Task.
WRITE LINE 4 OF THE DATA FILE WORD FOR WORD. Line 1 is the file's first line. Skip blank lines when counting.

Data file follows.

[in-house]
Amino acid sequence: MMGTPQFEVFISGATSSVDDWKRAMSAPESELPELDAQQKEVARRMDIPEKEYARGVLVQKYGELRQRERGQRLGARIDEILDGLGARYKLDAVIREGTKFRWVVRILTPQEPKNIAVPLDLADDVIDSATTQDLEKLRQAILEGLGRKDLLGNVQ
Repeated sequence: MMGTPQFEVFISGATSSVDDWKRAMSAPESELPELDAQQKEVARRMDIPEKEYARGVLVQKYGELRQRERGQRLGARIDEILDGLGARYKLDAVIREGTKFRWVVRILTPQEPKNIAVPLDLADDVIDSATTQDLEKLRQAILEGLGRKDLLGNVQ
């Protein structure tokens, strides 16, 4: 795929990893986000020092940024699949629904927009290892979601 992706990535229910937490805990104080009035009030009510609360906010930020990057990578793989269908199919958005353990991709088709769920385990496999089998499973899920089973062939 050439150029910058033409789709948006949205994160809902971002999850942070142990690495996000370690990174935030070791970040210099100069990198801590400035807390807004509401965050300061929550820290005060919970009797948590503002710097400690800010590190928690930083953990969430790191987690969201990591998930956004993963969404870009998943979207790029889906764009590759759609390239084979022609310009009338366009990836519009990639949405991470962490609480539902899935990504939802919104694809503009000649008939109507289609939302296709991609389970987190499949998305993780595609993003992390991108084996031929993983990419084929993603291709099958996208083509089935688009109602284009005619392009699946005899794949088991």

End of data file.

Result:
């Protein structure tokens, strides 16, 4: 795929990893986000020092940024699949629904927009290892979601 992706990535229910937490805990104080009035009030009510609360906010930020990057990578793989269908199919958005353990991709088709769920385990496999089998499973899920089973062939 050439150029910058033409789709948006949205994160809902971002999850942070142990690495996000370690990174935030070791970040210099100069990198801590400035807390807004509401965050300061929550820290005060919970009797948590503002710097400690800010590190928690930083953990969430790191987690969201990591998930956004993963969404870009998943979207790029889906764009590759759609390239084979022609310009009338366009990836519009990639949405991470962490609480539902899935990504939802919104694809503009000649008939109507289609939302296709991609389970987190499949998305993780595609993003992390991108084996031929993983990419084929993603291709099958996208083509089935688009109602284009005619392009699946005899794949088991």